Bitcoin has been showing a strong relationship to the stock market in recent months, with a notably strong correlation in performance with the Nasdaq. But last week’s market data suggests that this correlation is weakening and could be coming to an end.
For a long time, crypto enthusiasts have been keen to see a decoupling in the relationship between Bitcoin and traditional financial markets so Bitcoin can live up to its potential narrative of being an inflation hedge, strong store of value, and a useful asset to hold as part of a diversified portfolio.
Bitcoin’s performance in recent months has gone hand in hand with the greater stock market, reducing its effectiveness in the mentioned narratives. When stocks are up, BTC price has gone up, and when stocks drop, Bitcoin typically follows suit.
This past week saw green action across the stock markets, with the Nasdaq up 3.1%, while Bitcoin has fallen 3%, not exactly the sort of decoupling we have been hoping for.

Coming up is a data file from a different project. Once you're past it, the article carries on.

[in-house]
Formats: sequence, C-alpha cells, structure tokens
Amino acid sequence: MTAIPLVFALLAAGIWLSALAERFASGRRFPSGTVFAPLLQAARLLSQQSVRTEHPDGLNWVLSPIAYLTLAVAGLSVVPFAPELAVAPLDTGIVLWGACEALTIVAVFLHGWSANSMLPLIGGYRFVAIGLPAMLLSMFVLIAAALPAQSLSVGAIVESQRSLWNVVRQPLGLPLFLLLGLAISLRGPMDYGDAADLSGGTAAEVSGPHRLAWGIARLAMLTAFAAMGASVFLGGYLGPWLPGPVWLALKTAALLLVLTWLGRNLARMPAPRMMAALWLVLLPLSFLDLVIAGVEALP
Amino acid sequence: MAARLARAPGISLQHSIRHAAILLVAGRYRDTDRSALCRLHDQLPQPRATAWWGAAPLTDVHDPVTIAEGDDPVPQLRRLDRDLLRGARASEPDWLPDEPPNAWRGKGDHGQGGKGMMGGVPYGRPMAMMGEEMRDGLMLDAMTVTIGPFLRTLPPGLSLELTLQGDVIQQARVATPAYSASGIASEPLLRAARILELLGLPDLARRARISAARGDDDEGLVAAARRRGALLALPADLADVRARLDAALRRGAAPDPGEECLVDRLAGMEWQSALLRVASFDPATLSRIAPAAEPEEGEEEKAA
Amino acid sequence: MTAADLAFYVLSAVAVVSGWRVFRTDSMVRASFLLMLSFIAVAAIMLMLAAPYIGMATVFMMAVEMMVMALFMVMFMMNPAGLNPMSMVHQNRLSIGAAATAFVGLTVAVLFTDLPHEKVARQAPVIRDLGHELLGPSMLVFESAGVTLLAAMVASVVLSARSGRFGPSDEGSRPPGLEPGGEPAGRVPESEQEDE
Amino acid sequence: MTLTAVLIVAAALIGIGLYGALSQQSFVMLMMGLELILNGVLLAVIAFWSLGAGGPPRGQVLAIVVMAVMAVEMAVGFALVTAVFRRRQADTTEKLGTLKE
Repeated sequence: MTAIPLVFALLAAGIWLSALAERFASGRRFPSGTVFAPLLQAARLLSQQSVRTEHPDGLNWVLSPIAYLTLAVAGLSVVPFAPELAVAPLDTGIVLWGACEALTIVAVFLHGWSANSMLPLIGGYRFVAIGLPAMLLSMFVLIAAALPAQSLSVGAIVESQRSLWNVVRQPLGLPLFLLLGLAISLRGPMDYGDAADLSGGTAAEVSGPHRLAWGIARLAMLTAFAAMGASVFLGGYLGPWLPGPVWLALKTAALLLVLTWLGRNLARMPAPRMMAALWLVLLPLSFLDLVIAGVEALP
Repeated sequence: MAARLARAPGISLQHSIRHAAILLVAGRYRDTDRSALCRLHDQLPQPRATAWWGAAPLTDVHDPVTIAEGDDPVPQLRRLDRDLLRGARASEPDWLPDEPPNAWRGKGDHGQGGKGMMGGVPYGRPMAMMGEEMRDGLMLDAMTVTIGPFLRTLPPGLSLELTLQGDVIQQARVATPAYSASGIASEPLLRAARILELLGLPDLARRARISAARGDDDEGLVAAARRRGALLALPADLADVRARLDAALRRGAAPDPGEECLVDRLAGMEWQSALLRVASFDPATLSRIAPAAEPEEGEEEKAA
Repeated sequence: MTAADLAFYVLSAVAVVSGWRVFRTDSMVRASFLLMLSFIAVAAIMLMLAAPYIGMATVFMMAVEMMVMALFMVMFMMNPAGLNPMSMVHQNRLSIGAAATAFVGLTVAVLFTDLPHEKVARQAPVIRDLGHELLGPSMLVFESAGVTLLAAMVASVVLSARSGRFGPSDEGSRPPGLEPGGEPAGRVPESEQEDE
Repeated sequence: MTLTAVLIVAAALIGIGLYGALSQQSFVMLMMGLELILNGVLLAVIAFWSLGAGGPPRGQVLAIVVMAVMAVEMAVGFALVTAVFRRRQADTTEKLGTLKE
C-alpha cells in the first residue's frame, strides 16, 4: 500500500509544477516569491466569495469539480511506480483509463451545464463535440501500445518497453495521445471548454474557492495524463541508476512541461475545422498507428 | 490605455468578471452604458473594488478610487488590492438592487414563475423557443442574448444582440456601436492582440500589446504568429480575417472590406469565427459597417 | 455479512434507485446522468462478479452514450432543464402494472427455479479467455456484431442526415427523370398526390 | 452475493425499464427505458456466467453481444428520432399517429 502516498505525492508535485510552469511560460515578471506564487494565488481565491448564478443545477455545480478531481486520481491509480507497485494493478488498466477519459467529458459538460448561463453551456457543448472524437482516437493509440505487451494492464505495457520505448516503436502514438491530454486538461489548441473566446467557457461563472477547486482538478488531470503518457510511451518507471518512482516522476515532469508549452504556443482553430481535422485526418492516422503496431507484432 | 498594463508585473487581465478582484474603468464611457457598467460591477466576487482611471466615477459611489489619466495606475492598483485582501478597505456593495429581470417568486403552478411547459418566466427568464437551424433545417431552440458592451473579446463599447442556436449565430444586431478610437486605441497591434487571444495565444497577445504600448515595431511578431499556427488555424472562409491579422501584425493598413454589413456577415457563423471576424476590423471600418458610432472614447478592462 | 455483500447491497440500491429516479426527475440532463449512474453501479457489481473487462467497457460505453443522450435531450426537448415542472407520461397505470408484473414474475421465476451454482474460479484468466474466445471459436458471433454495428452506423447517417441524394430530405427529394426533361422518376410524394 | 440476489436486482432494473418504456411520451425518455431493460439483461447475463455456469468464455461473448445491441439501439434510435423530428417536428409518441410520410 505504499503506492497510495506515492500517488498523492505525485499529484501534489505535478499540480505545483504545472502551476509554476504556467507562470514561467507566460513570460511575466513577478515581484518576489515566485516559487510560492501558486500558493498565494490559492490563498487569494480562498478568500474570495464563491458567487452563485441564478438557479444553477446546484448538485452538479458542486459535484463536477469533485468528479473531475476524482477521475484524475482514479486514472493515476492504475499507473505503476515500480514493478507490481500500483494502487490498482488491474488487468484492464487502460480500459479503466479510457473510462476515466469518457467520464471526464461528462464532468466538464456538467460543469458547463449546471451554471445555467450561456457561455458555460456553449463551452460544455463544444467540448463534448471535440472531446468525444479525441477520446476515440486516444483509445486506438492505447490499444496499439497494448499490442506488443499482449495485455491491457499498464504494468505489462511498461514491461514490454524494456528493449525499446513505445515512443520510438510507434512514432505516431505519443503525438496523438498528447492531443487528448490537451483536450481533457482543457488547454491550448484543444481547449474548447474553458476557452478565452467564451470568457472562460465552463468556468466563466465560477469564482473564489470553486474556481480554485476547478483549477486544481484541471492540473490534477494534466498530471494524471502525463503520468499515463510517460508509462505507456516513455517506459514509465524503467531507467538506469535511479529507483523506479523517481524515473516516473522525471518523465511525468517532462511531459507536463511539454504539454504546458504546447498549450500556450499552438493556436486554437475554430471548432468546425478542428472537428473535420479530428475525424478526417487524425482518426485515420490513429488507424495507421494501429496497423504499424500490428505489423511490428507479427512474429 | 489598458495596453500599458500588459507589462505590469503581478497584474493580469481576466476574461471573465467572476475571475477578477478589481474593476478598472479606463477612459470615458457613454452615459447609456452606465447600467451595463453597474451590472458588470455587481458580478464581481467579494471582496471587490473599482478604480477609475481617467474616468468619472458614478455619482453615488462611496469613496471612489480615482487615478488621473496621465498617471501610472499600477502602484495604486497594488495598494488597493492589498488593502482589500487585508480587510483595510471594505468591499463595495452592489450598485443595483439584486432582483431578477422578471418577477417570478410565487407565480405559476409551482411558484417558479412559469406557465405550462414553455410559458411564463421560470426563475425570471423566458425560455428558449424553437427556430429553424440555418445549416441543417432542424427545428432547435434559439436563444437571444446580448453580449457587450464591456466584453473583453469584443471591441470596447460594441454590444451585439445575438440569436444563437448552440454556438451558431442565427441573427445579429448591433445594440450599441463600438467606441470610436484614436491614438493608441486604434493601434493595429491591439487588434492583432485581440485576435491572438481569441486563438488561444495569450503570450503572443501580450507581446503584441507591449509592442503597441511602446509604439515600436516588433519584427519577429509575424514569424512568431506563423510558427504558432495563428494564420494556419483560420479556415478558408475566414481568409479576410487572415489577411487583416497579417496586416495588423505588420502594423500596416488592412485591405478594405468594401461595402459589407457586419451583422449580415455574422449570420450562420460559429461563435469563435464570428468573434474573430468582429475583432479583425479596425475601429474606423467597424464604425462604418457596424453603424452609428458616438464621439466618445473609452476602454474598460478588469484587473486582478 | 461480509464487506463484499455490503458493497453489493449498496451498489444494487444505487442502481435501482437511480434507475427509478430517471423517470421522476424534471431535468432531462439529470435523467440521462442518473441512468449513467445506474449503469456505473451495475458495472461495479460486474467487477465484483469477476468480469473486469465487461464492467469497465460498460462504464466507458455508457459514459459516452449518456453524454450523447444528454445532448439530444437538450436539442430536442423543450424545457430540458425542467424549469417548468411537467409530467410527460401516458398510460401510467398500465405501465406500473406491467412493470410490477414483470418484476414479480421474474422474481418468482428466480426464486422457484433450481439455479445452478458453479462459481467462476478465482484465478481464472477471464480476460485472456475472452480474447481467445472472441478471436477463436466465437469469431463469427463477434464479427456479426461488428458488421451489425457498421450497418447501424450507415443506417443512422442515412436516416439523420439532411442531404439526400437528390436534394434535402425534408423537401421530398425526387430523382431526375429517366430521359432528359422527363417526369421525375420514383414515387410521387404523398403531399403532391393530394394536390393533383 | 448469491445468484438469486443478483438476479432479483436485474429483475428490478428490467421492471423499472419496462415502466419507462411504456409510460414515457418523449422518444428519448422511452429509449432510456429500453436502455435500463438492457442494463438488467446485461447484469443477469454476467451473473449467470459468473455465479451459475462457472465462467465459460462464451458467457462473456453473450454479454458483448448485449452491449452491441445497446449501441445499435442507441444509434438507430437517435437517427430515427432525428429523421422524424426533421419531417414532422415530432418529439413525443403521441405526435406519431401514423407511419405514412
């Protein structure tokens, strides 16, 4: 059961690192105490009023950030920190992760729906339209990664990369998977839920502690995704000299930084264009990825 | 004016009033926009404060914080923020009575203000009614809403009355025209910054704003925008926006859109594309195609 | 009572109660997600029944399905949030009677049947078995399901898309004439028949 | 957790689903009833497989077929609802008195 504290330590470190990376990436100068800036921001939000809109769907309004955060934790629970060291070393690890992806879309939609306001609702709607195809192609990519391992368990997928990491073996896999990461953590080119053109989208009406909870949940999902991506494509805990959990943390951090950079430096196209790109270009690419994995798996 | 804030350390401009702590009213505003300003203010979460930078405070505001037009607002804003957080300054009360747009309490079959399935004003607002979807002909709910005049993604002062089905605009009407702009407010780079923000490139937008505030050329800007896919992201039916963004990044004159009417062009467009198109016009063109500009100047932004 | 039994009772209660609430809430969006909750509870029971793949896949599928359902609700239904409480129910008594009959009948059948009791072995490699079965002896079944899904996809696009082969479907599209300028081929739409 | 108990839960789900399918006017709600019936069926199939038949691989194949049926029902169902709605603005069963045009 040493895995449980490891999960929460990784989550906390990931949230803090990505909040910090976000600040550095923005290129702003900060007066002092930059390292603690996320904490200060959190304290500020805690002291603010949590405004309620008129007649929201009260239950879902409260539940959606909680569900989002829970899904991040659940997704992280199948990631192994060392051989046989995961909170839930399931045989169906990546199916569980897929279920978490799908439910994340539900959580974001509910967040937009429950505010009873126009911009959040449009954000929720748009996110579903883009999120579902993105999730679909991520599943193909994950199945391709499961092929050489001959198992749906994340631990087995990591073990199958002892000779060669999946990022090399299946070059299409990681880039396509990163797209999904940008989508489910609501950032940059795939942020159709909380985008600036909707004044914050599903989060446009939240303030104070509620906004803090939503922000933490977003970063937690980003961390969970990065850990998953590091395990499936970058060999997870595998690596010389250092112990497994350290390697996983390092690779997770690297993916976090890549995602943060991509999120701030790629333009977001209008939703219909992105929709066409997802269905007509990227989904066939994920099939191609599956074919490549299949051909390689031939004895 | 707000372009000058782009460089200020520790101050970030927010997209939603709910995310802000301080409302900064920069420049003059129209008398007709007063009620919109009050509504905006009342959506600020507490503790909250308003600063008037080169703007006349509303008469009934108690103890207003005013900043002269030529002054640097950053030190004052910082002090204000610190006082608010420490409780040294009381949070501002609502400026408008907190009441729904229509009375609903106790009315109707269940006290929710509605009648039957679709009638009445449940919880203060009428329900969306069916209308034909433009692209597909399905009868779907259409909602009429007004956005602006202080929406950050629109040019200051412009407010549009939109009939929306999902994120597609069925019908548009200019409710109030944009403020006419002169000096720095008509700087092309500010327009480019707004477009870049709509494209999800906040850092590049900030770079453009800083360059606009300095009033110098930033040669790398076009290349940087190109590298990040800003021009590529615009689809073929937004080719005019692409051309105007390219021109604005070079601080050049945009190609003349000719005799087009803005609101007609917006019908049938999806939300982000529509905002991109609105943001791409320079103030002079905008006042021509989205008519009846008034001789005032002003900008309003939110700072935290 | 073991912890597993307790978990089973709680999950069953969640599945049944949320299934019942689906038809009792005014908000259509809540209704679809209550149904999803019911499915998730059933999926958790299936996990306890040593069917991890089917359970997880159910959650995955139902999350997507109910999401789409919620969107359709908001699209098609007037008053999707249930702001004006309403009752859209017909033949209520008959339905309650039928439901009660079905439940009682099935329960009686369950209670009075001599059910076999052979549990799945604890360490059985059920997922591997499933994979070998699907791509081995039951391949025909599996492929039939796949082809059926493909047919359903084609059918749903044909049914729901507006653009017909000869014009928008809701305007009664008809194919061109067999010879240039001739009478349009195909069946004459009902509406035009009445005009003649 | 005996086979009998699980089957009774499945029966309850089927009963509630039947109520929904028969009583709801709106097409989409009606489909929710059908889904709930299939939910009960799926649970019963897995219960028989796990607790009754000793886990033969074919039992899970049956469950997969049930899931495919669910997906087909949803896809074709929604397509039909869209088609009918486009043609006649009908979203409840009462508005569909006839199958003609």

The United States Commerce Department released figures on May 27th, showing that personal savings rates fell to 4.4% in April, reaching the lowest levels since 2008. This has sparked fear among investors and crypto traders that worsening global macroeconomic conditions could lead to further aversion for capital allocation to “risk-on” assets, which is how Bitcoin is viewed by many institutional investors.
One of Bitcoin’s strongest narratives that we are yet to see play out is as a viable “risk-off” asset class, a store of value similar to the likes of Gold that could lead to further inflows of institutional money into the asset. A further decoupling could help drive this narrative to fruition.
As institutional investors have been cautiously dipping their toes into the Bitcoin pool, the asset has been largely treated as a risk-on asset, along with tech and speculative growth stocks, which has led to Bitcoin seeing similar buying and selling patterns. Bitcoin holders often argue against the asset being treated as a similar speculative gamble and feel that institutions are failing to see Bitcoin’s true potential.
While one week of data is not enough to make any definite conclusions, this new inverse correlation is interesting to see. It appears that for the past week, for better or for worse, Wall Street agreed with the sentiment that Bitcoin should not be placed in the same basket as other assets.